Béatrice et Bénédict, Berlioz's last completed work, is based on Shakespeare's Much Ado About Nothing, but the libretto, by the composer, dispenses with most of the intrigue of the original and reduces the plot to a single premise: Béatrice et Bénédict mask their affection for each other by squabbling, and then finally come to their senses and get married. Although designated an opera, it is closer in effect to an opéra comique because of its very extensive use of spoken dialogue.
Listening to this work so soon after hearing Zauberflote one is amazed anew that Mozart could write two such totally contrasted pieces within months of each other. Here, in the composer's last opera seria, we are in another world, one of formality tempered by the deep emotions engendered by love and jealousy. Instead of birdcatchers and Masonic rights we are dealing with historic figures in a supposedly historic context with down-to-earth feelings. For each Mozart finds precisely the appropriate music.
“This is unquestionably the most vital and authentic account of Idomeneo to date on disc. We have here what was given at the work's first performance in Munich plus, in appendices, what Mozart wanted, or was forced, to cut before that premiere and the alternative versions of certain passages, so that various combinations of the piece can be programmed by the listener. Gardiner's direct, dramatic conducting catches ideally the agony of Idomeneo's terrible predicament – forced to sacrifice his son because of an unwise row. This torment of the soul is also entirely conveyed by Anthony Rolfe Johnson in the title role to which Anne Sofie von Otter's moving Idamante is an apt foil. Sylvia McNair is a diaphanous, pure-voiced Ilia, Hillevi Martinpelto a properly fiery, sharp-edged Elettra.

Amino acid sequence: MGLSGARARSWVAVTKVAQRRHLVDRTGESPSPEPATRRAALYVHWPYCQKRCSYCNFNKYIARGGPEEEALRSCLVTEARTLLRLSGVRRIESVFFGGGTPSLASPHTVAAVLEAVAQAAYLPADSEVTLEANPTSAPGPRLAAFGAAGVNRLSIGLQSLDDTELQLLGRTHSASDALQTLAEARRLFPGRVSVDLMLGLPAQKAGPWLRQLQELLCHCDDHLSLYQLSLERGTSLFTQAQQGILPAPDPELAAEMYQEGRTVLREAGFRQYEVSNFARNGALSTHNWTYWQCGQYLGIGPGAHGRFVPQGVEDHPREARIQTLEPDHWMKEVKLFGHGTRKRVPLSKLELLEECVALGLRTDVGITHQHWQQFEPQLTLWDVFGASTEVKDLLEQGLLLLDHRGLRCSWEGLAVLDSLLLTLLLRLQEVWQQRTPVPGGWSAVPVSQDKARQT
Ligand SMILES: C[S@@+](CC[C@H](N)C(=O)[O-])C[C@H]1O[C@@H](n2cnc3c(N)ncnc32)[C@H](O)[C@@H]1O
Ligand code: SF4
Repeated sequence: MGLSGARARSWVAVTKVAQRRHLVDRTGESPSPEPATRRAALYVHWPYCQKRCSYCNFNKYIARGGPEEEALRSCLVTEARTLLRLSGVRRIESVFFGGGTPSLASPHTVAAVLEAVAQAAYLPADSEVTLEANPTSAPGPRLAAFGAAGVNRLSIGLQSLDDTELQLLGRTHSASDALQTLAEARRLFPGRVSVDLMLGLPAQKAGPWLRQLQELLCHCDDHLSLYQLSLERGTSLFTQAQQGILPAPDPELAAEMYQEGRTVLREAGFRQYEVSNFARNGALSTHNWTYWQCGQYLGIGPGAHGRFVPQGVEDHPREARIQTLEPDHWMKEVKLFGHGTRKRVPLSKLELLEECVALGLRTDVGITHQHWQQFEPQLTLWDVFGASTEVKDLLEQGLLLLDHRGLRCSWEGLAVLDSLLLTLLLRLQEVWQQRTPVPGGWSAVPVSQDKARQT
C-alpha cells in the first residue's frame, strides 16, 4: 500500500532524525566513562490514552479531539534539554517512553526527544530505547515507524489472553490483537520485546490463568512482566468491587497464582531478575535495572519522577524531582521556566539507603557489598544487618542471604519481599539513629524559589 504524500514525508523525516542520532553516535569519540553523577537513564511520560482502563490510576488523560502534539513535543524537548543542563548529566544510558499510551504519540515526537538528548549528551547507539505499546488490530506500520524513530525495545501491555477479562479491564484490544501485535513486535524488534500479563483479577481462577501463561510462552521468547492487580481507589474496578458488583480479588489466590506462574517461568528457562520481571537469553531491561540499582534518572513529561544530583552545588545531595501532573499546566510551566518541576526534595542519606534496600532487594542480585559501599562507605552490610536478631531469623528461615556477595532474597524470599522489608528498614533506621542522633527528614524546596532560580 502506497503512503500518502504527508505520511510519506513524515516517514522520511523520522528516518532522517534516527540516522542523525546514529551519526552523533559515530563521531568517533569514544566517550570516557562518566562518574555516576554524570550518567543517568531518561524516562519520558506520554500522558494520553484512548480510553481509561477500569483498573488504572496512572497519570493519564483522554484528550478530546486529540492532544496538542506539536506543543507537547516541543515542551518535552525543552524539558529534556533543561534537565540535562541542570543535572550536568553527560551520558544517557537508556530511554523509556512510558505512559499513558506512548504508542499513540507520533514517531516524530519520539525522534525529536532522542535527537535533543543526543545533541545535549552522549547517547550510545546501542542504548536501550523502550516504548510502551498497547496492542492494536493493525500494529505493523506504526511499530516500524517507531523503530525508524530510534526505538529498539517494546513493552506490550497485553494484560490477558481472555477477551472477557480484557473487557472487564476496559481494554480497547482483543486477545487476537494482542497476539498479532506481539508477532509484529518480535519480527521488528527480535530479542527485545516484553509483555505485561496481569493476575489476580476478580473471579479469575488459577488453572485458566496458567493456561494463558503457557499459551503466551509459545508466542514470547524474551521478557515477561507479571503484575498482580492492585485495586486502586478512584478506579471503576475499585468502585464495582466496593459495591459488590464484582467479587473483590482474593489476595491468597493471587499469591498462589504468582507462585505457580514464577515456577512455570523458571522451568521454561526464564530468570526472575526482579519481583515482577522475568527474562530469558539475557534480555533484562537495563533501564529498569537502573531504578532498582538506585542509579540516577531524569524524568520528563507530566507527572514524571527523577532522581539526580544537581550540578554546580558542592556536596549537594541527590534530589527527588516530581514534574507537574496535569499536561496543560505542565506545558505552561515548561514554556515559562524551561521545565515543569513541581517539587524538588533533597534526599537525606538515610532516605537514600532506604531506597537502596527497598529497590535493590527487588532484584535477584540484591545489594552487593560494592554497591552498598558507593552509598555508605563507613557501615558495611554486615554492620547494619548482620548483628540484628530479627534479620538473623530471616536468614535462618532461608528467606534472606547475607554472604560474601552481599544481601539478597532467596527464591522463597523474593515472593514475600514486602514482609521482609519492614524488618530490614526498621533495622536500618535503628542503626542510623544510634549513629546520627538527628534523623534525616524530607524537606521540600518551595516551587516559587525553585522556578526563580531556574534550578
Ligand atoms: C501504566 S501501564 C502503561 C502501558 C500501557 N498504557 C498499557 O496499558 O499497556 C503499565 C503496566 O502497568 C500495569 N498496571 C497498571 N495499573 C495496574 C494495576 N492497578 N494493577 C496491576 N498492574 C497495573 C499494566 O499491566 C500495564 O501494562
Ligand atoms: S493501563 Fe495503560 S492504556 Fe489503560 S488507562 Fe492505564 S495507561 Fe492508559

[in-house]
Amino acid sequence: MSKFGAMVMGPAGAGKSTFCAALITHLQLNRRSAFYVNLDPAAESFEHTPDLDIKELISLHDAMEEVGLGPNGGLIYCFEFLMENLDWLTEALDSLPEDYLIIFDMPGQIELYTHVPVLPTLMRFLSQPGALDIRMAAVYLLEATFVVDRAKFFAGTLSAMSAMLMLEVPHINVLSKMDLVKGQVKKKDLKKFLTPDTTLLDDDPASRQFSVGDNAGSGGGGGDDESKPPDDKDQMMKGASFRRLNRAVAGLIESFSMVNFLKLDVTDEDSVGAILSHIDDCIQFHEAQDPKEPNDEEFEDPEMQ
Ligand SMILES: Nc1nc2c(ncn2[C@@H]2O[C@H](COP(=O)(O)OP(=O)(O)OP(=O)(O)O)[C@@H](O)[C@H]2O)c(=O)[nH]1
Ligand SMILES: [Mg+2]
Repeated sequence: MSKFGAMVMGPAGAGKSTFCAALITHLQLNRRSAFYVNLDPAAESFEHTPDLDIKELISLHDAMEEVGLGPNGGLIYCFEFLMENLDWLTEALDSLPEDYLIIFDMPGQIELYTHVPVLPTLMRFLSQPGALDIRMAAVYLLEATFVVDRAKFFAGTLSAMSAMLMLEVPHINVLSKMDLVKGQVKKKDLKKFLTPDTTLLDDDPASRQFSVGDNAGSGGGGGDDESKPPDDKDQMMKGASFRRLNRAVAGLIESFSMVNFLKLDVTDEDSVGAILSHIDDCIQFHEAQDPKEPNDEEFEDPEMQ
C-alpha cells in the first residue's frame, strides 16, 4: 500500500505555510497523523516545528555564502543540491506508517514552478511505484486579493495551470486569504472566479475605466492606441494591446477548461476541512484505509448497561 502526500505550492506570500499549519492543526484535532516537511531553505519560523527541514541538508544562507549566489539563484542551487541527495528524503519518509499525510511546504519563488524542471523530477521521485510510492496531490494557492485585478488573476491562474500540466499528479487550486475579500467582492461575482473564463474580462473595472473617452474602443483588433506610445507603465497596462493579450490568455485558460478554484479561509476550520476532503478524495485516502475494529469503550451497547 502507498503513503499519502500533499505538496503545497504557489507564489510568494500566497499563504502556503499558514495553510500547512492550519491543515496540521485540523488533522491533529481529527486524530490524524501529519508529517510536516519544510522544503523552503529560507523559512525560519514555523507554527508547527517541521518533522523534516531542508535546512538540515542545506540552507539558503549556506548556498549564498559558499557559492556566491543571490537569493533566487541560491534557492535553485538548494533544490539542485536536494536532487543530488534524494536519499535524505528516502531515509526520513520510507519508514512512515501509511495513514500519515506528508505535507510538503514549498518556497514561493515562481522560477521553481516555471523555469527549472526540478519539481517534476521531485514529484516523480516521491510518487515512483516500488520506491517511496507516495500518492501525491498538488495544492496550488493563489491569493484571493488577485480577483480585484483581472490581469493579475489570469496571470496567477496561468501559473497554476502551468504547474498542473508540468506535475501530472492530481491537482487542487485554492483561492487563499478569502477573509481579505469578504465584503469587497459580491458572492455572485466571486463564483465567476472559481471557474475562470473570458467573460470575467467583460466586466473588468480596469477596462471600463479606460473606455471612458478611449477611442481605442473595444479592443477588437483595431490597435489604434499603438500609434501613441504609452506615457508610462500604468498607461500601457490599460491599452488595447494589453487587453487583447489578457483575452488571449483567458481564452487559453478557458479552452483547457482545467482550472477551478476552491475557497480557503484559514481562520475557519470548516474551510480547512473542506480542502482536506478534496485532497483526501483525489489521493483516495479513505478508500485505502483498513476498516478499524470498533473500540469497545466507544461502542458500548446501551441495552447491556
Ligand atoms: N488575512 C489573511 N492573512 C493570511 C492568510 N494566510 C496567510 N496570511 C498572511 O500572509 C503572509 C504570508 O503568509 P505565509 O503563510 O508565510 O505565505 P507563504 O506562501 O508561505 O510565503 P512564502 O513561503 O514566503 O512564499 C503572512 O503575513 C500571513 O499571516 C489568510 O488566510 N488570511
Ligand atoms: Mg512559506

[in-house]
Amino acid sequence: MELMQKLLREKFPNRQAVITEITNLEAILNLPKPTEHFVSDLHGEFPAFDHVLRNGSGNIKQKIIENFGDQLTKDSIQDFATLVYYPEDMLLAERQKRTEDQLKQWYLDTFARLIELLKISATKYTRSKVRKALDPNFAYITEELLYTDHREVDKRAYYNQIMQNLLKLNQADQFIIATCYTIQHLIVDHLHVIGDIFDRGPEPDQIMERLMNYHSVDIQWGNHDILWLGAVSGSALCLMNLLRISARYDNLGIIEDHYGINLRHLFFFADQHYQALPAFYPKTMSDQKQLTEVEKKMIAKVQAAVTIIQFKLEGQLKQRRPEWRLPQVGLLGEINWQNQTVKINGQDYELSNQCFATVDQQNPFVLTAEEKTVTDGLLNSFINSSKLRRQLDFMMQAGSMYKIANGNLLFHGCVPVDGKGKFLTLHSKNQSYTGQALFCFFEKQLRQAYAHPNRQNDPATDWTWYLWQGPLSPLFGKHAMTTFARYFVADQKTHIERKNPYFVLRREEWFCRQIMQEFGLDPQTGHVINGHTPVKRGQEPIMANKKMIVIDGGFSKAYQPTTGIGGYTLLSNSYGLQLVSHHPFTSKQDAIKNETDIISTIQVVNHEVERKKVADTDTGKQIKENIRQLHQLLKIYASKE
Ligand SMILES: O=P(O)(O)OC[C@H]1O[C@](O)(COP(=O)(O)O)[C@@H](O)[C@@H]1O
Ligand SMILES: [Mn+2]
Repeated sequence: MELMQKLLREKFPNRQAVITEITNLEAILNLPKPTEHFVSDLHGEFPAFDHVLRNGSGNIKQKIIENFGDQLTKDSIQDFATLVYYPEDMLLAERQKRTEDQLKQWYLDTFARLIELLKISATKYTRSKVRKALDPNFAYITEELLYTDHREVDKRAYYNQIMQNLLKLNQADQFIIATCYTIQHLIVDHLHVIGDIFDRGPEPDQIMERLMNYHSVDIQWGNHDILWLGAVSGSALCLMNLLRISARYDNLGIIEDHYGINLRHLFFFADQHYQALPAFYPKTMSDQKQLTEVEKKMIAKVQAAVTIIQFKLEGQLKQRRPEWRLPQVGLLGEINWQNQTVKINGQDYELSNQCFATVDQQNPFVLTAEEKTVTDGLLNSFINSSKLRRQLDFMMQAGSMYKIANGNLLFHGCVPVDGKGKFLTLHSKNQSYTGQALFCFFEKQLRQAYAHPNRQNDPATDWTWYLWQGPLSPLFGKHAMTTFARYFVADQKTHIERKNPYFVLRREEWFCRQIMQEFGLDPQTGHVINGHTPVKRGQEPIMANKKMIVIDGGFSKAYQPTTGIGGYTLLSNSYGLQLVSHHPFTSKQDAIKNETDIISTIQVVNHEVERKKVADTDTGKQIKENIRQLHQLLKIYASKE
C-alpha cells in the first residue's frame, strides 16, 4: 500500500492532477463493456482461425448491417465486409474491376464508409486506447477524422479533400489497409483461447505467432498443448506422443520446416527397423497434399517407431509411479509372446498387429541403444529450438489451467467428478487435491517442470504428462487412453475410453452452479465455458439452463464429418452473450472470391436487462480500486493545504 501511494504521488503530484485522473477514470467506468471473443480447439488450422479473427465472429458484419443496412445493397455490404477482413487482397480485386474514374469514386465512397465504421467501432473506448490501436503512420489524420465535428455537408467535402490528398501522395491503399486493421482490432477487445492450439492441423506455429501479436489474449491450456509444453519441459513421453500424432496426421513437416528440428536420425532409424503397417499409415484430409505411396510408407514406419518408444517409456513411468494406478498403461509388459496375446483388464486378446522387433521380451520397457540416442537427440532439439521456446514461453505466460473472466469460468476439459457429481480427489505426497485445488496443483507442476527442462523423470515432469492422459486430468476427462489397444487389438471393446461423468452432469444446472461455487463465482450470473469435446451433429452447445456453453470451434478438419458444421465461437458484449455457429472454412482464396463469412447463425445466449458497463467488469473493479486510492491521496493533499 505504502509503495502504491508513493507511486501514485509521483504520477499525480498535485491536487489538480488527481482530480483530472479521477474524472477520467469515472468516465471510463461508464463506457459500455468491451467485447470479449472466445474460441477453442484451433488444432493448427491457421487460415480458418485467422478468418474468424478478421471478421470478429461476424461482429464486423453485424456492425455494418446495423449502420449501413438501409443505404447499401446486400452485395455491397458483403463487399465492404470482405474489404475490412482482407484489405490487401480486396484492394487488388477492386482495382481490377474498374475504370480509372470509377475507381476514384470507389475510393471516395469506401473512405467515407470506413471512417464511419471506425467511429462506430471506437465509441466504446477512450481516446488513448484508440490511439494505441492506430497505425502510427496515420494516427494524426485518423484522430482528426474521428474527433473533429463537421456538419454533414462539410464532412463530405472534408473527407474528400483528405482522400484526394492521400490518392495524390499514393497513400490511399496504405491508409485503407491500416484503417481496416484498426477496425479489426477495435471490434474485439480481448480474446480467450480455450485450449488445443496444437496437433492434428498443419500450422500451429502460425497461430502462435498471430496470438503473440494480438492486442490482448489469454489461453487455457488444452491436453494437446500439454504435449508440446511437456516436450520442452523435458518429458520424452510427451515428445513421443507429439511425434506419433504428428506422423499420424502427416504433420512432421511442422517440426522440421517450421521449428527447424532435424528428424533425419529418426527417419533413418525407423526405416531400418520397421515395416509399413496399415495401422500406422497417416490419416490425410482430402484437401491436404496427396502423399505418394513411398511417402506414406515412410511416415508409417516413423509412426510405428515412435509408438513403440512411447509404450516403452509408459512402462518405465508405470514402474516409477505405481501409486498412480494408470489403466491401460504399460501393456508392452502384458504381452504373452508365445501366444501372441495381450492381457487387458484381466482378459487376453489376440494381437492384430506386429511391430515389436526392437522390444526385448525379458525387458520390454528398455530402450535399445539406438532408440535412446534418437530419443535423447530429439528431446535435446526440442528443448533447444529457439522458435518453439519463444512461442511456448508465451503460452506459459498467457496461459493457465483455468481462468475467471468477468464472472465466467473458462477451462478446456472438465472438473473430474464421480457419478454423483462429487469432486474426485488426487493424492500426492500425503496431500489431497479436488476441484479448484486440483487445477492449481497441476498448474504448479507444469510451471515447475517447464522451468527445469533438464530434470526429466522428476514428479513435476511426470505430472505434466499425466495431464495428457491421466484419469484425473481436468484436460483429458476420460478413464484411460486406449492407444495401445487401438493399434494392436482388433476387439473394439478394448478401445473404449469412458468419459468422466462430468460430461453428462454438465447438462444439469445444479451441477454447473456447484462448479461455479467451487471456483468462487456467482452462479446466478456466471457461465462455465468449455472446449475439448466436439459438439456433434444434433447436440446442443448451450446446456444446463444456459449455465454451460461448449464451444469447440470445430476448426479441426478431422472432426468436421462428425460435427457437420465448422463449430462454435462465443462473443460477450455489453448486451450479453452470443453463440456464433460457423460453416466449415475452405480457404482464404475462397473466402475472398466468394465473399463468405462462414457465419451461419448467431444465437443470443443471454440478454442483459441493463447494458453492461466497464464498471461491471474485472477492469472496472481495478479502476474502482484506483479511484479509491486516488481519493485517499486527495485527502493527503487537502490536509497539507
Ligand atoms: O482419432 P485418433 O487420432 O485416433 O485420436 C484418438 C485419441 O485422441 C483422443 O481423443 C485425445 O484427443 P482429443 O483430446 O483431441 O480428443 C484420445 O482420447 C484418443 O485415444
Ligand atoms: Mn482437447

The popular and critically admired Chandos recordings of John Field’s expressive cycle of Piano Concertos are brought together for the first time as a limited edition 4-CD set and released at the price of only 2 CDs. A major forerunner of the Romantic school of pianism that culminated in Chopin, Dublin-born pianist and composer John Field had scarcely received his due until Chandos released the performances of the Piano Concertos by fellow countryman, Miceal O’Rourke.
The first volume of this series (Naxos 8.550761) mixed the first two sonatas of Field's Op. 1 with the first nine Nocturnes. The Sonata Op. 1 No. 3 in C minor logically appears on this second volume, in a most successful performance. Dedicated to Clementi, the first movement shows distinct tendencies towards 'Sturm und Drang'. Neither movement is fast: the concluding Rondo (marked Allegretto scherzando) is bursting with wit and charm to balance the stress of the first. This piece alone justifies the modest outlay for this disc. The remaining tracks, the next nine Nocturnes in the series, demonstrate Frith's sensitivity. Importantly, he shows a laudable restraint with the sustaining pedal. His sweet cantabile is the result of an acute musical sensitivity, and he never overblows the scale of these miniatures.